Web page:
Home Truths: Pakistan Is Far from Being the Country Many of Us Think. Fatima Bhutto Dispels a Few Myths
Bhutto, Fatima, New Statesman (1996)
Everybody seems to be an expert on the Islamic Republic of Pakistan these days. You can't turn left without running into some pundit or pontificating layperson moaning heartily about Pakistan's future, lording it with their imaginary Pakistan PhDs over all and sundry. Baronesses, David Miliband, the fellow who reads the news--they're all Pakistan wonks now.
It used to be that, upon telling someone you hailed from Pakistan, you'd get a benign smile: "Oh, yes, next to India." Yes, next to India, and Iran and China and Afghanistan. Now, the mere mention of Pakistan elicits a knowing wink. "Where's Osama hiding, then? Ha ha ha." We don't know, he doesn't send out a monthly newsletter. Detroit, I would venture.
But just as no one knows anything certain about Islam in today's "I'm an authority because I saw a documentary once" age, there is no country with more mythology surrounding it than my Pakistan. Here are my three favourites:
1. Pakistan was created so fundamentalist Muslims--and no one else--would have a country of their own to call home.
In his address to the constituent assembly of Pakistan on 11 August 1947, three days before the country's independence was to be celebrated, Muhammad Ali Jinnah called for liberty in the new nation. "You are free. You are free to go to your temples, you are free to go to your mosques or to any other place of worship in this state of Pakistan. You may belong to any religion or caste or creed--that has nothing to do with the business of the state."
Moral of the story? Religious extremists are made, not born. You can thank General Zia ul-Haq, our pro-Islamist president from 1977-88, and his financial backers Mrs Thatcher and Mr Reagan for that. What you have today is not how it's always been. It is said that the indigenous inhabitants of Sindh, one of the four provinces of Pakistan, were the Dravidians. Then came the Aryans. Then the Arabs. And it was with them--pardon the rush through thousands of years of history--that Islam, and Sufi Islam, came to our lands.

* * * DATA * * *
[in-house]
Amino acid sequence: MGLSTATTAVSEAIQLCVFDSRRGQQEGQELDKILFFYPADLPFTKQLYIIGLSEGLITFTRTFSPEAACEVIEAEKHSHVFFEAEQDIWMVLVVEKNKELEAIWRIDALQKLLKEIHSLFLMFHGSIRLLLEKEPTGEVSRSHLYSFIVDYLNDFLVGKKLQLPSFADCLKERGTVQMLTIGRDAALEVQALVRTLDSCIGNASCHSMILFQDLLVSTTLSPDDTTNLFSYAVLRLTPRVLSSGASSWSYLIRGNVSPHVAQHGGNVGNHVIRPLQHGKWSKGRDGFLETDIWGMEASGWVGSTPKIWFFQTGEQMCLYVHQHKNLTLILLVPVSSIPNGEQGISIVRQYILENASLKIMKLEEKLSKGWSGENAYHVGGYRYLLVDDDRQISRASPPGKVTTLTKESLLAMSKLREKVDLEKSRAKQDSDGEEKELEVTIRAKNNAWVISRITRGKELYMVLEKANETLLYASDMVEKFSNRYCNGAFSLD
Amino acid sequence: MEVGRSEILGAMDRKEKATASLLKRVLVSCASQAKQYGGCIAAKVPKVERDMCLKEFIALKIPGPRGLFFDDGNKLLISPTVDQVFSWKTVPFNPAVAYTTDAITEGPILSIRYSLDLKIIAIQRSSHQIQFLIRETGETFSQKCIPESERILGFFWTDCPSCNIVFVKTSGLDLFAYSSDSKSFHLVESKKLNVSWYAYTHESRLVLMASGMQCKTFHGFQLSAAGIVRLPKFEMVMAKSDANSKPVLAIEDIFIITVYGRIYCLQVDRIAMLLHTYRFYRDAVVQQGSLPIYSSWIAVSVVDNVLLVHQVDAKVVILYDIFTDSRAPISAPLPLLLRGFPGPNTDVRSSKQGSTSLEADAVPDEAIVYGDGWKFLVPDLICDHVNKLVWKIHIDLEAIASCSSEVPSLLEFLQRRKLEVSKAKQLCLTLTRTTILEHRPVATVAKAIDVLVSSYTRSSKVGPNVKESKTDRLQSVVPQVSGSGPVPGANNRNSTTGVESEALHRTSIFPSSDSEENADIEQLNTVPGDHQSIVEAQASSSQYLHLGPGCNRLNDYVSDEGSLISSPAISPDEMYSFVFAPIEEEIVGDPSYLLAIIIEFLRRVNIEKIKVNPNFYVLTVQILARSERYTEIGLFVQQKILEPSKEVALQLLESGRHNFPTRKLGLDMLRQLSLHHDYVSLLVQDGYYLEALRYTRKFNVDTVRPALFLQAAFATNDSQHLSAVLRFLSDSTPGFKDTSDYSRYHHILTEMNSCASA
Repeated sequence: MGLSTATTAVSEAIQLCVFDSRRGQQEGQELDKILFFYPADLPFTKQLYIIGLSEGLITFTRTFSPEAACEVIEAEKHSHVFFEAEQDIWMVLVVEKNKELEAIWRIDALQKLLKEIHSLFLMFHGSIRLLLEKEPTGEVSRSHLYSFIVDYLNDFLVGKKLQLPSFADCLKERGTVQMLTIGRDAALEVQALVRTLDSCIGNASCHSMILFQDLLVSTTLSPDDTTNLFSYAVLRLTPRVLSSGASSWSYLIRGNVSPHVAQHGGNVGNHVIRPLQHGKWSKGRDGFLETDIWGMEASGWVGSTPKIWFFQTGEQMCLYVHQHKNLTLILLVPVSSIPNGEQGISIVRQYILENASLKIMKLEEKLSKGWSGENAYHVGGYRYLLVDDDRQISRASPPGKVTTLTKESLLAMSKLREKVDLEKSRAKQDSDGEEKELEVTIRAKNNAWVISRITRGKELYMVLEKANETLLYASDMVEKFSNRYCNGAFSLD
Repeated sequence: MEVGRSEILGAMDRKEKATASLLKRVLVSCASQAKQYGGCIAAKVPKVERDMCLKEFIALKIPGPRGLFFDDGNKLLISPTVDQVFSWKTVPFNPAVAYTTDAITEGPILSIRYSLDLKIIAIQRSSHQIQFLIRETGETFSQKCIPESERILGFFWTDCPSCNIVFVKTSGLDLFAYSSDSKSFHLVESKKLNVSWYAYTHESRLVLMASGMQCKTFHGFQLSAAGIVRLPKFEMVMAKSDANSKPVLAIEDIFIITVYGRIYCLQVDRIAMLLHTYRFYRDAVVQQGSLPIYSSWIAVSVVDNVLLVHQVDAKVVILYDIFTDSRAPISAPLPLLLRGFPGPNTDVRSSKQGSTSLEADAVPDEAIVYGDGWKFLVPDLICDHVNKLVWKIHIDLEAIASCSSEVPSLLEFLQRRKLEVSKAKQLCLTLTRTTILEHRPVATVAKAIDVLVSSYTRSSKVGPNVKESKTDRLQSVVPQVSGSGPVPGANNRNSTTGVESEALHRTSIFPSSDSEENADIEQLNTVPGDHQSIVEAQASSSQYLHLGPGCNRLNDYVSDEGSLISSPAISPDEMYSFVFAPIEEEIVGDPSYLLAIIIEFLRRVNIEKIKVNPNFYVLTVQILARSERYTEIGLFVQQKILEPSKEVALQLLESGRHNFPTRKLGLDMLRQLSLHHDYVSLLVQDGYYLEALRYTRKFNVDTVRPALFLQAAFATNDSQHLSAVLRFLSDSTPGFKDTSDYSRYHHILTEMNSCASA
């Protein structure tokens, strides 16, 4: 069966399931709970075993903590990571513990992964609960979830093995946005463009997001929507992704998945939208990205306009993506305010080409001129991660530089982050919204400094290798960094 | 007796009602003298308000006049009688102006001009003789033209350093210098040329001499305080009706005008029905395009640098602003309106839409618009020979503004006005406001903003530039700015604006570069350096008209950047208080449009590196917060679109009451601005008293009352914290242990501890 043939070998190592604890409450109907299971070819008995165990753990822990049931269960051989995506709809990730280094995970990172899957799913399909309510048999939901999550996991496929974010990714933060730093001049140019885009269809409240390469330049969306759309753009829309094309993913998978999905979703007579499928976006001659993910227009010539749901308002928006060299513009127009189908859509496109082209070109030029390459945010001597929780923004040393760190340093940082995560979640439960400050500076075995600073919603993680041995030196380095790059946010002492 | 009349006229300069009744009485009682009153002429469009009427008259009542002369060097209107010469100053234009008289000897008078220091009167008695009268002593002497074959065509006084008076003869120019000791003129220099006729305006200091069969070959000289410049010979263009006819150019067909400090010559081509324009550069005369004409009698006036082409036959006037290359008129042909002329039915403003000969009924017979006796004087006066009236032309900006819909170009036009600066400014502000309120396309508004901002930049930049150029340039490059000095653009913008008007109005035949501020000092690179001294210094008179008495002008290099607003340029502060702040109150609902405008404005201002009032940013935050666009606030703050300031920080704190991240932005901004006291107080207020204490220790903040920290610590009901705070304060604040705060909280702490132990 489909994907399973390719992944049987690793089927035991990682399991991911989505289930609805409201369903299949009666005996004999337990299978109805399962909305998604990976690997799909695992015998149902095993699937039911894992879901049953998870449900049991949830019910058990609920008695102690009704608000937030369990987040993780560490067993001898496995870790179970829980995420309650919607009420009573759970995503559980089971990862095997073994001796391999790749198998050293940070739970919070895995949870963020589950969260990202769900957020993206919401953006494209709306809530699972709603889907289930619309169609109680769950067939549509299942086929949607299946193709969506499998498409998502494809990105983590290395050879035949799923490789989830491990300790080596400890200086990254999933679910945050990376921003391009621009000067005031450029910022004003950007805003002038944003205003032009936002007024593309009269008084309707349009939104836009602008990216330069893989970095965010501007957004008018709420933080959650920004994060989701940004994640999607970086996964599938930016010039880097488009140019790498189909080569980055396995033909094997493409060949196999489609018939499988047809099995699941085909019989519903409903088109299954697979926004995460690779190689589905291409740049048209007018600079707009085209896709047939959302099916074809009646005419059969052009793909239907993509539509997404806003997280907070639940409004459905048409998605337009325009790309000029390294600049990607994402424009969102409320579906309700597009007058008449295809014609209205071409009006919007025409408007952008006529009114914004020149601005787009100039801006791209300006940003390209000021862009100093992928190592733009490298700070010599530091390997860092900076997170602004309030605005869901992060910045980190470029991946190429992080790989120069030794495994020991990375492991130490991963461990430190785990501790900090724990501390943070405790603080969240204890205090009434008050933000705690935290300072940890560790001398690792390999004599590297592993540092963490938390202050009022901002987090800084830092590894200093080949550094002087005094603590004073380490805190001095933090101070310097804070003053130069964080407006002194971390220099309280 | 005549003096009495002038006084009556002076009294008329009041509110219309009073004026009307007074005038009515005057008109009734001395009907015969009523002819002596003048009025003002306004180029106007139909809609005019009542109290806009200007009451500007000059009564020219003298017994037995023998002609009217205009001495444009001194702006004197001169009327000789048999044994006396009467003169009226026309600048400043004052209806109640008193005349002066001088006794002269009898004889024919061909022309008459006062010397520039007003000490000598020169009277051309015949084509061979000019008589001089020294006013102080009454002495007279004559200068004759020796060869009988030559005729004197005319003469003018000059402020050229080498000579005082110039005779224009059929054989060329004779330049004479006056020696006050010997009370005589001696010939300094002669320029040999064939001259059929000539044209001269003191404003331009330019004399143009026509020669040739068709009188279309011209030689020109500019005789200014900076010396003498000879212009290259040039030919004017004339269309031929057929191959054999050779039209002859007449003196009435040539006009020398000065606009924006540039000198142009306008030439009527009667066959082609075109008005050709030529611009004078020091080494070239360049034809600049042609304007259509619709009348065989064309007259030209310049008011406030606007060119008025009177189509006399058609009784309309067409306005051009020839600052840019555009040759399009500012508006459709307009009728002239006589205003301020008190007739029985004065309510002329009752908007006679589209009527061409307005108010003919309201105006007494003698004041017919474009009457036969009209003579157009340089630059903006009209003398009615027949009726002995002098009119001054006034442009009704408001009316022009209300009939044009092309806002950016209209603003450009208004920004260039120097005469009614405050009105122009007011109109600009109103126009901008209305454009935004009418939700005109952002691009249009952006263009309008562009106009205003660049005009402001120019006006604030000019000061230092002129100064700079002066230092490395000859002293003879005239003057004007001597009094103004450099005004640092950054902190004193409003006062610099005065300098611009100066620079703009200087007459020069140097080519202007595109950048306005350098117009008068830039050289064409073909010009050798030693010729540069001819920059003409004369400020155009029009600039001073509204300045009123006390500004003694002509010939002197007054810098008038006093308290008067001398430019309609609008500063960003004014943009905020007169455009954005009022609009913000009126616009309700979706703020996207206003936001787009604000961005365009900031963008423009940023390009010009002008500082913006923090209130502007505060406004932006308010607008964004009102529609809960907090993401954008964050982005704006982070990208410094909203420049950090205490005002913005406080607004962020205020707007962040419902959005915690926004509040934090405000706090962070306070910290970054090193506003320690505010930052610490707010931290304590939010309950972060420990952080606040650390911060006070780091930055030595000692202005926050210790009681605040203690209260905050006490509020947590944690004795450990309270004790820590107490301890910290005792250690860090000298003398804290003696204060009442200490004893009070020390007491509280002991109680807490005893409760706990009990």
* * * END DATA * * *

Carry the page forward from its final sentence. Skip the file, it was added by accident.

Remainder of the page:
Today, the struggle for the soul of Pakistani Islam is being fought between the qawwalisinging, tolerant Sufis and the puritanical Wahhabi Muslim sect, which has been supported for years with funding from orthodox Sunni Saudi Arabia and other Gulf states.
Who will win? The Sufis, according to Ayeda Naqvi, who teaches Islamic mysticism. "It was Sufis who came and spread the religious message of love and harmony and beauty. There were no swords ... And you can't separate it from our culture--it's in our music, it's in our folklore, it's in our architecture. We are a Sufi country." And it is worth noting that religious, or Islamist, parties have never prospered on a national level in Pakistan. …